Bay Area couple voices concerns over throttling

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A Bay Area couple is voicing concerns that their Internet provider is slowing down their wireless service when they stream movies.

This month, President Barack Obama came out against throttling. That's the practice of slowing down someone's wireless or broadband service when it thinks that person is hogging the data. How often this happens is a question for debate. 7 On Your Side has a look at both sides of the issue.

In the last few weeks, two major wireless carriers have acknowledged throttling some of its customers. Broadband providers are also accused of throttling. Some say throttling serves a useful purpose. But others say it's deceitful and denies consumers what they purchased.

This week, T-Mobile agreed to disclose accurate information about the speed of their broadband to its customers and will inform them when they are being throttled.

A month ago, AT&T acknowledged it throttled about three percent of its unlimited data customers. This comes after being sued for non-disclosure by the Federal Trade Commission.

"I think we might be a victim of throttling," said San Francisco resident Bob Bardell. "I don't know for sure."

Bob complained to 7 On Your Side, worried that he and his wife are being throttled by their Internet provider, Comcast. You see, Serena Bardell loves watching late night movies, often streaming as many as two movies a night on Netflix.

"Sometimes one and sometimes 10 times during the course of watching the movie I would get what I call the dreaded circle," she said.

The circle warns serene her device is only at 25 percent signal strength, which is one-fourth of the quality it should be. Her husband Bob explained.

Bob:: "Let's see our previous."
Serena: "Hey, this just went off again."
Bob: "Yes, see here we go, that's it."
Serena: "There's the 25 percent. You can video it. It was playing."

The alert came and went quickly. Bob took video of a similar incident.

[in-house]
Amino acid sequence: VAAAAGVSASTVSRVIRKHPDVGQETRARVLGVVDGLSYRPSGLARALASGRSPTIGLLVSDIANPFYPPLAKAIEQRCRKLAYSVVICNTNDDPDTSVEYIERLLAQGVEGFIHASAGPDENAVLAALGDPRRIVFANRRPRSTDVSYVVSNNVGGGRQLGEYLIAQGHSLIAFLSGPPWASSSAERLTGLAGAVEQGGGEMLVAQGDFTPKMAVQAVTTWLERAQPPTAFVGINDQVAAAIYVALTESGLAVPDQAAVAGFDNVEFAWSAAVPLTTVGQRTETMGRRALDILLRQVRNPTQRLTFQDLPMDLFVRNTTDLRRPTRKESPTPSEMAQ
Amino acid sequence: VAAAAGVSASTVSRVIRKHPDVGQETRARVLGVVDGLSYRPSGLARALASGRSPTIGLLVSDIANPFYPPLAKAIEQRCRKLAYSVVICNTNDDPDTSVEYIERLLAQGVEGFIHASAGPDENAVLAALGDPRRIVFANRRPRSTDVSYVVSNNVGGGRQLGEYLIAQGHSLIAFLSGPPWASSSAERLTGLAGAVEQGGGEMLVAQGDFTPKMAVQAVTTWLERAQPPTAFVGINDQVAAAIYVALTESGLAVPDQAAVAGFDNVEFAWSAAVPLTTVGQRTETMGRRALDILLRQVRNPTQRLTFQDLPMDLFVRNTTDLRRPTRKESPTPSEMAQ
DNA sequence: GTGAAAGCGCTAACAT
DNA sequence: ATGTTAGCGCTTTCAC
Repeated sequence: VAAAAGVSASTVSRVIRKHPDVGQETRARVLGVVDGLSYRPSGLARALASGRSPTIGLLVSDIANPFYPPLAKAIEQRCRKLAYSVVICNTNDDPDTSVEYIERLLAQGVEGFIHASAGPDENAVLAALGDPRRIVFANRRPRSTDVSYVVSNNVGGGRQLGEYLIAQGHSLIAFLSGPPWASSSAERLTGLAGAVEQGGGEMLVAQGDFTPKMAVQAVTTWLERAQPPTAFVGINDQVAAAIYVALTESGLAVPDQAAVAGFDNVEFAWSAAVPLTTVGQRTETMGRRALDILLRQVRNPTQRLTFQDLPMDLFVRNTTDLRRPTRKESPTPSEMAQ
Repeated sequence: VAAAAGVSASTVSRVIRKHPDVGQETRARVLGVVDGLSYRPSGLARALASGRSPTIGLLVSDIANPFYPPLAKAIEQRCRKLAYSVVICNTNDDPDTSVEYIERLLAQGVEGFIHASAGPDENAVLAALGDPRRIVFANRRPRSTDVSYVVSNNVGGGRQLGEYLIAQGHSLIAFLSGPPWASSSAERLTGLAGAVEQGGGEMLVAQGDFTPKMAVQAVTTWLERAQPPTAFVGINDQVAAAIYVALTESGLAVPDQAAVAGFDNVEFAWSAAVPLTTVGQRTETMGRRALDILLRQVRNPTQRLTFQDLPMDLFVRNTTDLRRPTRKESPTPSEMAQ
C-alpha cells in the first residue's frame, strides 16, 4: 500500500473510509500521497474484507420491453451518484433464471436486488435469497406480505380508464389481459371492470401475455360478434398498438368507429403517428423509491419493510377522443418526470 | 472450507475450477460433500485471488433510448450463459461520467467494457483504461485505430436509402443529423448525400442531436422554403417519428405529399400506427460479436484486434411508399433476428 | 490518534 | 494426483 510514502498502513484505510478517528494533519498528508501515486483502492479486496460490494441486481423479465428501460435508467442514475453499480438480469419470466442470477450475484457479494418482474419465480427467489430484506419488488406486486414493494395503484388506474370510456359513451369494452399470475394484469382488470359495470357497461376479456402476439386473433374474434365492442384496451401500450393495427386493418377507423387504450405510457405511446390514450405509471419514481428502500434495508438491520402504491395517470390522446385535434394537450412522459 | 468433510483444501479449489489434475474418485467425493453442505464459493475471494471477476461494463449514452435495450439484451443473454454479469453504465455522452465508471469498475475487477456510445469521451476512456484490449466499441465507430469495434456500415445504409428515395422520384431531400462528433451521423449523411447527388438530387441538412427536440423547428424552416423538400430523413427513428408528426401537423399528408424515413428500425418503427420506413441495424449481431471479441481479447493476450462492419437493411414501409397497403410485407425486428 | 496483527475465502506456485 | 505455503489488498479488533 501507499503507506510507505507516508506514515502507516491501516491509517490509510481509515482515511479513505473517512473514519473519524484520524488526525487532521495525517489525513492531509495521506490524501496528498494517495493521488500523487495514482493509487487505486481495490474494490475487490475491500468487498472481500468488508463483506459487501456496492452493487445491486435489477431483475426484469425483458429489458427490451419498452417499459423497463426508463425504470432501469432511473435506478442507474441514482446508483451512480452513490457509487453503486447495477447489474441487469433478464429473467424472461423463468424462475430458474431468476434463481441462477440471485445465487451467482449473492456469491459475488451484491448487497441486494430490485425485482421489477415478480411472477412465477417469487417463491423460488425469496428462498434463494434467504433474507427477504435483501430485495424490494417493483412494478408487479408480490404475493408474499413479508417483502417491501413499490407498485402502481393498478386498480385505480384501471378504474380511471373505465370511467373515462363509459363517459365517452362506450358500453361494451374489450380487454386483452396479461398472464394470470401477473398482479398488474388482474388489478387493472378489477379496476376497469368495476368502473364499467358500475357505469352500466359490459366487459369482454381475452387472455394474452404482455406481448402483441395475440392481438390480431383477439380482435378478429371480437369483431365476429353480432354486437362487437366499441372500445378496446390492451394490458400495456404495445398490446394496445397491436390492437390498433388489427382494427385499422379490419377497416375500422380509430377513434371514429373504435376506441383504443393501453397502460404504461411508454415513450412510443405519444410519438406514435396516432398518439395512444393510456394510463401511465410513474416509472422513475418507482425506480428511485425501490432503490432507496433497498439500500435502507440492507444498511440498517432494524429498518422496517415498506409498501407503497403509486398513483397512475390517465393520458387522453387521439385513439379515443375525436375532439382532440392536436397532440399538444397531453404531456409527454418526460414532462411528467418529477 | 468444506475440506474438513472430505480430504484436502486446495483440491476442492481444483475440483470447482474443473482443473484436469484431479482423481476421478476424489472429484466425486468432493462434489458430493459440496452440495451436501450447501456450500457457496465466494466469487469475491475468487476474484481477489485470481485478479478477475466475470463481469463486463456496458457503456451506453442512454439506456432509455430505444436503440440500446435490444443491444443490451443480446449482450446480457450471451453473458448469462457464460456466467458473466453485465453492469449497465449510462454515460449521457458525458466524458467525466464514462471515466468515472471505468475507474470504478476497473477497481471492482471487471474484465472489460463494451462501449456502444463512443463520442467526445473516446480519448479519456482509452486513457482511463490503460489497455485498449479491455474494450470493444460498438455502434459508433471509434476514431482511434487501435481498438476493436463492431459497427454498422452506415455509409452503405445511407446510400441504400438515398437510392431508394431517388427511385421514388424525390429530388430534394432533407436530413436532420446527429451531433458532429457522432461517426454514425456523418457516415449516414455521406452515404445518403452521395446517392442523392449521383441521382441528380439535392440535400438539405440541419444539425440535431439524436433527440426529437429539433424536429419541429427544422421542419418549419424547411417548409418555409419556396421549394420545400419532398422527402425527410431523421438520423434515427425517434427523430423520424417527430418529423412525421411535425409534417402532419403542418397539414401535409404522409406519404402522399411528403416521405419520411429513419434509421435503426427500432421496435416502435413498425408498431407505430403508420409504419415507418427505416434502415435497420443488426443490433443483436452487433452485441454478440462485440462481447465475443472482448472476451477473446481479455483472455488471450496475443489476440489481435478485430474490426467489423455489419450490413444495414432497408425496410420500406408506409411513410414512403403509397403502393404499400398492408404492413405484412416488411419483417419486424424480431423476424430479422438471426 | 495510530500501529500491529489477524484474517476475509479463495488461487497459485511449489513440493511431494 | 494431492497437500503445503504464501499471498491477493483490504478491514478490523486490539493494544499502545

Comcast says that isn't throttling. That it's a technical difficulty it has been working to resolve since 7 On Your Side contacted it about the Bardell issue.

In an email it said: "Comcast does not block or throttle customers and we believe in having strong and enforceable open Internet rules."

However, on its website Comcast says it engages in "congestion management". This technique will identify which customer accounts are using the greatest amounts of bandwidth and their Internet traffic will be temporarily managed until the congestion period passes."

So what's the difference between "congestion management" and "throttling"?

We asked Comcast and it says, "Throttling would be preventing customers from visiting certain application or protocols." Congestion management, it says, is "temporarily managed for 15 minutes until the congestion passes."

Consumers Union suspects Comcast and other cable providers engage in throttling, although the companies might call it something else.

"It has been widely reported that throttling can be a problem with cable systems as well," said Delara Derakhshani with Consumers Union.

And here's a question rarely asked -- is throttling good for most of us?

Christopher Yoo is a law professor with the University of Pennsylvania who recently spoke to the California Public Utilities Commission.

"Sometimes when one person is taking too much they slow them down to make sure everyone else gets a fair share of their bandwidth that's available," he said.

Some compare throttling to metering lights on the freeway.

The conservative think tank the American Enterprise Institute says the only way to avoid throttling is for government to increase the size of the spectrum available for people to get data.

"Whether you call it throttling or you call it something that's a little less inflammatory, there's a scarce resource that has to be allocated," said Richard Bennett with the American Enterprise Institute.

The issue could be decided by the end of this year when the Federal Communications Commission decides how it wants to protect a free and open Internet; what many have called net neutrality. As for the Bardell's, Comcast maintains their issue is resolved, but the couple says it is improved, but the problem remains intermittent.

Related Topics:
technology7 On Your SidebusinesscomcastnetflixmoviemoviesAT&Tt-mobileinternetwebsitesconsumerconsumer concernstelevisionFCCSan Francisco
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